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Maria Joranko, Community Outreach and Teen Programs Coordinator
May 06, 2020
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Content advisory: adult language
When I was 15, listening to Fiona Apple’s song "Criminal" made me feel like I was a bad bitch with a secret that I had no business having. Back then, I was a moody teen going through the trials and tribulations of having a profoundly shitty boyfriend and the turmoil of different loves and emotions. That melancholic and defiant ballad from 1996 related to someone that hid inside a recessed and taboo part of myself.
At 25, after another series of relationships that I gave both too little and too many fucks about, I would return to that song. “Heaven help me for the way I am. Save me from these evil deeds before I get them done.” I felt understood and like someone was showing me a version of myself I had fought against. We all have our secrets and Apple reveals hers (and possibly mine) with the rawness of her voice and lyrics. This was the beginning of an understanding of the cycles our various selves take. Damn, she is magic.
Now at 27, Apple’s new 2020 album Fetch the Bolt Cutters plays on repeat as I sit in isolation within a pentagram of knives and rose petals. I’ve been turning to my rituals for stability as another relationship undergoes the inevitable guillotining of love and I’m forced to sit with myself. This is the space I build to open my brain and access the locked door of my own desires, fantasy, and repressed thoughts. My need to sharpen the daggers I have historically thrown at myself fights the petals that seal my wounds and scars. With my eyes closed I submit my consciousness to the soundscape and connections that bind. Opening with "I Want You To Love Me," her characteristically soulful piano playing pulls my chest with a swell of unguarded emotion that rends into entreaties of yearning, belonging to Apple and myself. Woven within the seductively playful and complex melodies, Apple excavates the soul and collaborates with the versions of herself that have existed. “I know that time is elastic and I know, when I go, all my particles disband and disperse.” The past opens the invisible wounds that are tangible and the present takes action.
Her music is a moment of transmuted energy that facilitates growth and reckoning. “I would beg to disagree but begging disagrees with me….Kick me under the table all you want. I won’t shut up. I won’t shut up.” She’s standing up for herself, but also standing up for me. How many times has Apple been dismissed or diminished? How many times have I let someone get away with the same thing?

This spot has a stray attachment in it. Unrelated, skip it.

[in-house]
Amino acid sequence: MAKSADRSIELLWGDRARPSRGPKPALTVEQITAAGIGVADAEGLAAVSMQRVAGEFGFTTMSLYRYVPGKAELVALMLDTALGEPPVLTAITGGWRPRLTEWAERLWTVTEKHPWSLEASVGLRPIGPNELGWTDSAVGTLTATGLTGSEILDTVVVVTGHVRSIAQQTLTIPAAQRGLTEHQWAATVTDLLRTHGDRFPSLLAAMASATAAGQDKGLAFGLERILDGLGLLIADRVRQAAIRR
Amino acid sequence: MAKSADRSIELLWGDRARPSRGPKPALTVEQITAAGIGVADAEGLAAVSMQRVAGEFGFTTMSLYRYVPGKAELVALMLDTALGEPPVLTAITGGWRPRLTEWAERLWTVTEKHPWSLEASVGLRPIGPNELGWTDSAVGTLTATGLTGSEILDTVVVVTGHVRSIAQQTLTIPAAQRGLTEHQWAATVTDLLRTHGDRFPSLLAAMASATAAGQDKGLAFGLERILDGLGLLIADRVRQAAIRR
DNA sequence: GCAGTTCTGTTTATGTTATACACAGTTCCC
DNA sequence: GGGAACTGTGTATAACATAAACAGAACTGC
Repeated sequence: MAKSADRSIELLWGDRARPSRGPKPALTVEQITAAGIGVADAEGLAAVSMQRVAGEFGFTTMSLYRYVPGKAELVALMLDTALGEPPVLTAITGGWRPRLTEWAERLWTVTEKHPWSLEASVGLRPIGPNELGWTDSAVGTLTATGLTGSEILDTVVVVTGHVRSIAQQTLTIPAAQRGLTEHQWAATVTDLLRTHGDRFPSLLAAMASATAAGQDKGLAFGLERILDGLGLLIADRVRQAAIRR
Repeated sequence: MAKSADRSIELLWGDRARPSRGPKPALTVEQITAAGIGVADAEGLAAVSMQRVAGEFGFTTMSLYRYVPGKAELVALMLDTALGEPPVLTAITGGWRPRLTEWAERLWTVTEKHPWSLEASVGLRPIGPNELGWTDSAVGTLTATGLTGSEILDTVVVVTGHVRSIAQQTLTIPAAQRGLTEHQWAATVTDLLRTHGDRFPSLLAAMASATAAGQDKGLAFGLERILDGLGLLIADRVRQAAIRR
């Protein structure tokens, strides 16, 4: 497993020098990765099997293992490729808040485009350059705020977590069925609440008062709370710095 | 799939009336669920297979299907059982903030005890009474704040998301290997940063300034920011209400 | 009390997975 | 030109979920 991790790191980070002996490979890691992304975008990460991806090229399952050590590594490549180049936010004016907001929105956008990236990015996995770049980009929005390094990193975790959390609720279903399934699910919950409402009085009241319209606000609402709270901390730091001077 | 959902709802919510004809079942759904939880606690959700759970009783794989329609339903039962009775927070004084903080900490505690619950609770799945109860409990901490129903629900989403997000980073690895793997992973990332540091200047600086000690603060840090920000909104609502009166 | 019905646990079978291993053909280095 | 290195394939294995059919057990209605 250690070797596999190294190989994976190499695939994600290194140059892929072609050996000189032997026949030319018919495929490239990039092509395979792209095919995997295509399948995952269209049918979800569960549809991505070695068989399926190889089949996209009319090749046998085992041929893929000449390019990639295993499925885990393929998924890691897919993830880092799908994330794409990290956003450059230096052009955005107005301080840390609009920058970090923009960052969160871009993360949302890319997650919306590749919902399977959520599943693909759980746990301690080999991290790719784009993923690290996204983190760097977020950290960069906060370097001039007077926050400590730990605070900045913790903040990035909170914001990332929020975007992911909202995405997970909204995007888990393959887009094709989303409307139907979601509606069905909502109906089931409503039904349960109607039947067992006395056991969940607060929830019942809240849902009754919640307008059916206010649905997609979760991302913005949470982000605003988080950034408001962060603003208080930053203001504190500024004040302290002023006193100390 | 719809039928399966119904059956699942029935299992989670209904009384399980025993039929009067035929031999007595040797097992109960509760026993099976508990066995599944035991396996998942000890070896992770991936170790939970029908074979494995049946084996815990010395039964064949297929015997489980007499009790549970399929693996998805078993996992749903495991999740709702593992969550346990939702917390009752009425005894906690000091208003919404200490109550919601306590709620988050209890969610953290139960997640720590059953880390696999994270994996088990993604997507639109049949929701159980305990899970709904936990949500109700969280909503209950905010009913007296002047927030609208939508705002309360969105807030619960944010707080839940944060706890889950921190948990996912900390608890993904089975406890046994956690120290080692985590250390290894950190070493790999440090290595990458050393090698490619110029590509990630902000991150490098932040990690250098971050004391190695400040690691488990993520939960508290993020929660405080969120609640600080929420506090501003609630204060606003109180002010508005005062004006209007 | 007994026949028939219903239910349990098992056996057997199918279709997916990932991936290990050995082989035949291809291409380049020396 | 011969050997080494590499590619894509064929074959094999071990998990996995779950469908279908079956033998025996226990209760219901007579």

The air is raw and I join her in this journey and unbinding ritual where Apple confronts the abuses and mental traps that have plagued her. Her middle school and adult selves sing together to stand up to the powers that be (bullies, men, rapists, oppressive patriarchies, and more), and she is armed. Using her words and the ubiquitous bolt cutters, she takes honest action and begins to sever the mental and spiritual cords that have held her. “Fetch the bolt cutters, I’ve been in here too long. Fetch the bolt cutters, whatever happens happens.” She is her own liberator and faces her reality. There is no apology and I want to have strength like hers. This shit is deeply personal, but what does it say about our society that these feelings are universal?
In my pentagram, I begin to confront the ropes I’ve been ignoring for so long. Now I have different secrets. Empowered by my roses and knives, I let Apple’s voice guide my hands with my bolt cutters as we sever each of the cords wrapped around us. It’s time to be set free from the constraints: failed relationships, memories of bullies' taunts, the sexual violence of men, the microaggressions I’m forced to swallow every day, the public and private humiliation of racism, and my own self-doubt. The bolt cutters in my hands stop shaking and confidently cut away the toxic bonds.
While I can relate to her voice on many levels, there is a layer of danger that is deeper than she will ever know. The whiteness that is her final shroud of safety means she will never fully grasp the enhanced precariousness of these situations for me and never deal with the same power dynamic or depth of risk. I have to accept that I will also never understand this for others. Nevertheless, the bearably unbearable stories and memories that I repeated in my head until I was retching out their effects are slowly being ripped apart.
“Evil is a relay sport when the one who’s burned, turns to pass the torch.” Apple holds my hand and we stop the race and apply the rose petals that heal our burns. Evil stops where acts of compassion and steely tenderness begin. Halting the cycle of harm is an act of resistance and commitment to the liberation of our minds and bodies. It’s easy to say, but this is a monumental task that needs to take place within our collective culture and communities.
Bones and blood hold the scars and lesions that burn from each injustice. The language of care is built when the right of equitable humanity is demanded and seized. It’s not a big ask and yet it seems monumental. “While I’m in this body, I want somebody to want and I want what I want and I want you to love me.” I wanted these words to be about a partner, but now I see that they’re about me. I exit the pentagram and unbind my memories as my voice mingles with Apple’s to find love and growth for our former, present, and future selves.
Purchase Fetch the Bolt Cutters from fionaapplestore.com.
Listen to the album on Spotify.
Album cover image via fionaapplestore.com
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